people who are all like grass that fades away ( including the powerful who have been oppressing them)  but they are to put their trust in the word of God that lasts forever and is with them. Our reading in poetic imagery seems to be describing a nation confessing and repenting and preparing the way to receive forgiveness and hope.

I like how George Stroup describes the dynamic of this reading," The onlyone who can be trusted to make right what is so badly wrong, who can lead Judah out of exile and into the promised land, is the one whose Word will alone stand forever. The implication in this text is that Judah is not yet at home in Zion. Hope, therefore, must live in the tension between the Word that is present, and the promise which is not yet." Feasting on The Word Year B Volume 1 pg. 30
This hope works hard to prepare the way .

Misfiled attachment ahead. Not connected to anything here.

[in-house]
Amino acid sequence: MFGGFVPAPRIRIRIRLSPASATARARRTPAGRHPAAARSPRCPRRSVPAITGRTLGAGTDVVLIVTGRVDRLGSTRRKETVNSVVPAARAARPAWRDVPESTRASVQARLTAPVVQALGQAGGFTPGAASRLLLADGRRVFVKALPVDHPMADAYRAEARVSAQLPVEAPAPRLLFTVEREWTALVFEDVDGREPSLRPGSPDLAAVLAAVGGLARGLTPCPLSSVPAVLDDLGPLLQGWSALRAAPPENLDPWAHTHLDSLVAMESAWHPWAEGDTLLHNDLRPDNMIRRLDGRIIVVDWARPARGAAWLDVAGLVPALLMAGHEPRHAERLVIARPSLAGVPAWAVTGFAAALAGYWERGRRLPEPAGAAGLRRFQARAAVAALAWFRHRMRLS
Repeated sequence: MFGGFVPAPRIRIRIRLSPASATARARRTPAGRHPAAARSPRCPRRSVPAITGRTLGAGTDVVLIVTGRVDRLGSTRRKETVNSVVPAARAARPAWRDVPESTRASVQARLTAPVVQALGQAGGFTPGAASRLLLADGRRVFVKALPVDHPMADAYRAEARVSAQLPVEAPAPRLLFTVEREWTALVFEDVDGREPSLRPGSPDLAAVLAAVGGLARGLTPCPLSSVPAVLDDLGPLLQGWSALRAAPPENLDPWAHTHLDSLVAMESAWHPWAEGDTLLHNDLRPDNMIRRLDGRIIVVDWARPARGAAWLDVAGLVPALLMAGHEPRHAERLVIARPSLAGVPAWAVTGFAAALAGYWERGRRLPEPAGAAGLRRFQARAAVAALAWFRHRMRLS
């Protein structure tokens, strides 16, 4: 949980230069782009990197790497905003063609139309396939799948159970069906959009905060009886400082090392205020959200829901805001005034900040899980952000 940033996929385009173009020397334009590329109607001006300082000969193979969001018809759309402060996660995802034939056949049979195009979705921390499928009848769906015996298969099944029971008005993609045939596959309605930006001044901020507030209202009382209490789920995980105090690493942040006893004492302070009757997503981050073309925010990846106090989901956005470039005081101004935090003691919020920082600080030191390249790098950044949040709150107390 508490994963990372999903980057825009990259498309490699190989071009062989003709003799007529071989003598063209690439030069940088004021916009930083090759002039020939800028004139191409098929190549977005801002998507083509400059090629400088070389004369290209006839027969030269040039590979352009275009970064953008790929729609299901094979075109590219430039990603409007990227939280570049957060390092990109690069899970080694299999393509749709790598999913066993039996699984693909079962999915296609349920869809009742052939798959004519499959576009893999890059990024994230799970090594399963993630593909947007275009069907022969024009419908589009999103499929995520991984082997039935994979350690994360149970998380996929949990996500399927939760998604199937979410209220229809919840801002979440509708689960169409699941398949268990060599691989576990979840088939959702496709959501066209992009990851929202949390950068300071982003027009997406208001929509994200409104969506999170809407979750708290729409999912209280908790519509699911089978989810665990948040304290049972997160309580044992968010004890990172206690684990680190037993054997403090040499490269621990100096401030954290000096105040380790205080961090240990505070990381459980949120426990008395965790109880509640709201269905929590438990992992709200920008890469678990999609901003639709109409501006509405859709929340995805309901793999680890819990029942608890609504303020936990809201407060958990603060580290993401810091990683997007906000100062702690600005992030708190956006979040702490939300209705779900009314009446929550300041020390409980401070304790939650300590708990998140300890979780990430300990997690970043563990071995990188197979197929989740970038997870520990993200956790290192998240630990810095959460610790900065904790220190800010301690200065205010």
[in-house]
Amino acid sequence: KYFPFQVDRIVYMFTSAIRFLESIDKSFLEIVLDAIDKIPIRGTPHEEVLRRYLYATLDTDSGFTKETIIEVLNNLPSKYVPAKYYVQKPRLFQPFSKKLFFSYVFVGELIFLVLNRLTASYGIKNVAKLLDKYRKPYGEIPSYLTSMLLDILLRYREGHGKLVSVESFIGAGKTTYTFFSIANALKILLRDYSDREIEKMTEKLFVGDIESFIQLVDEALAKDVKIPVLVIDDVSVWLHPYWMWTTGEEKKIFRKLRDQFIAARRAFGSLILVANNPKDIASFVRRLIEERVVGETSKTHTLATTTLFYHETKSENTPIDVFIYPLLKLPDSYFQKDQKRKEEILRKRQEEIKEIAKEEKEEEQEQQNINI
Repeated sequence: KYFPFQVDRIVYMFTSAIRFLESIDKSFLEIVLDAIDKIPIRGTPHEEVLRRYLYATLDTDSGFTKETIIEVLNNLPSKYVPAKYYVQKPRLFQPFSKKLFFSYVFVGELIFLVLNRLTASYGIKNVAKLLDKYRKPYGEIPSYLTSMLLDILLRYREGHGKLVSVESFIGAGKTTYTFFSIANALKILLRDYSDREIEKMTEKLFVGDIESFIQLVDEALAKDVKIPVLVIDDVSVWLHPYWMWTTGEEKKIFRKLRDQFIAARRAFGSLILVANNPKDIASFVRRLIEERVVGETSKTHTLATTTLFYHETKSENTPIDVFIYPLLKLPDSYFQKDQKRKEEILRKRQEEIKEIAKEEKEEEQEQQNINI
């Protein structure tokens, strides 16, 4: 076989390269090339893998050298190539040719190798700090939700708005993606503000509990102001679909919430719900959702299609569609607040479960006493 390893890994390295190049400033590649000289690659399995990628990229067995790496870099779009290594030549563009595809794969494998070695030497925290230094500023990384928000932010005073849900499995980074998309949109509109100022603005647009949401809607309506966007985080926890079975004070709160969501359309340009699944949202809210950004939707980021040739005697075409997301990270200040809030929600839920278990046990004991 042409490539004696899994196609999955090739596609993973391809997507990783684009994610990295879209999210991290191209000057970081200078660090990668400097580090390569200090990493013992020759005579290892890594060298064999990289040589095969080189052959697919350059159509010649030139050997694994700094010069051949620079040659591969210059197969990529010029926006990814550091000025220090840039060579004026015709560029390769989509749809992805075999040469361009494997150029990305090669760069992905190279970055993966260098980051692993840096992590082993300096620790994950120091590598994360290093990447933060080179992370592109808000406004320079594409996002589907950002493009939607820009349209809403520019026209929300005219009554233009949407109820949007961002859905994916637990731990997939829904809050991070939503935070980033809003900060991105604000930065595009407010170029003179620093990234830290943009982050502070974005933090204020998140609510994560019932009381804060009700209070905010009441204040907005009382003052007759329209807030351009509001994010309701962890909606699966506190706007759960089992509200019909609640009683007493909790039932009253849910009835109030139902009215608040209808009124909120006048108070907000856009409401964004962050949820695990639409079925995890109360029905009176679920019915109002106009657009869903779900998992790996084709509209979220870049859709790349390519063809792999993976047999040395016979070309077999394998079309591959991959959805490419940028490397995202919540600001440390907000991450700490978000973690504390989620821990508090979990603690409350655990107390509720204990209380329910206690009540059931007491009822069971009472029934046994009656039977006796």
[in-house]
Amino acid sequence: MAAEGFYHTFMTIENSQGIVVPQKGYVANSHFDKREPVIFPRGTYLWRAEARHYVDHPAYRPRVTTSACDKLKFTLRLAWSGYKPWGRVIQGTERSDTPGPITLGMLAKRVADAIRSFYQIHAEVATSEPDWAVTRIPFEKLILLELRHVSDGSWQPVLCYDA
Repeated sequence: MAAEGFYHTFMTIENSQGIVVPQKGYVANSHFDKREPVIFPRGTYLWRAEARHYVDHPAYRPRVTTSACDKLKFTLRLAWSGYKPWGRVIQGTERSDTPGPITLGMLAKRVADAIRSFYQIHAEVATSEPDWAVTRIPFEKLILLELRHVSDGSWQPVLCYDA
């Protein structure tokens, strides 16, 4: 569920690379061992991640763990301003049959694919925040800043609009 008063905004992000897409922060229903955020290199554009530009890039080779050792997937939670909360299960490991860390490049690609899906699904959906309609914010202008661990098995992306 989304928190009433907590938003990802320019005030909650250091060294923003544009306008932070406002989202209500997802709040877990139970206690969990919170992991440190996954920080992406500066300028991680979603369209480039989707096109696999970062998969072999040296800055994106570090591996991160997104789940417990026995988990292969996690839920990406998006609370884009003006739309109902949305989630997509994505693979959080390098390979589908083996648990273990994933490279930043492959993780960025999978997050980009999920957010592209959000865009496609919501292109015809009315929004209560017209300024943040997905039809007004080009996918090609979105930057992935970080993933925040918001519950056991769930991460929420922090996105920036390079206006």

Psalm 85 references the theme of repentance  and forgiveness that seems prevalent in our readings, but what really strikes me is the description of God's salvation defined by peace, justice, faithfulness and steadfast love. I love verse 10 and it would be  great to make these words come alive in a sermon," Steadfast love and faithfulness will meet; righteousness and peace will kiss each other"

2 Peter most scholars agree was one of the later books of the N.T. to be written and this does seem to impact our reading which seems to be an explanation for the delay in the Lord's return. Peter entertains an argument about time saying that God's time is not like our time. What seems to us to be a very long time is nothing to God so have patience. In fact 2 Peter views the delay as very good news because it shows God's patience and desire for all to repent and to experience salvation. As with the psalm there is some wonderful images of salvation, a new heaven and a new earth where righteousness is at home. I wonder what it will be like to live where Righteousness is at home?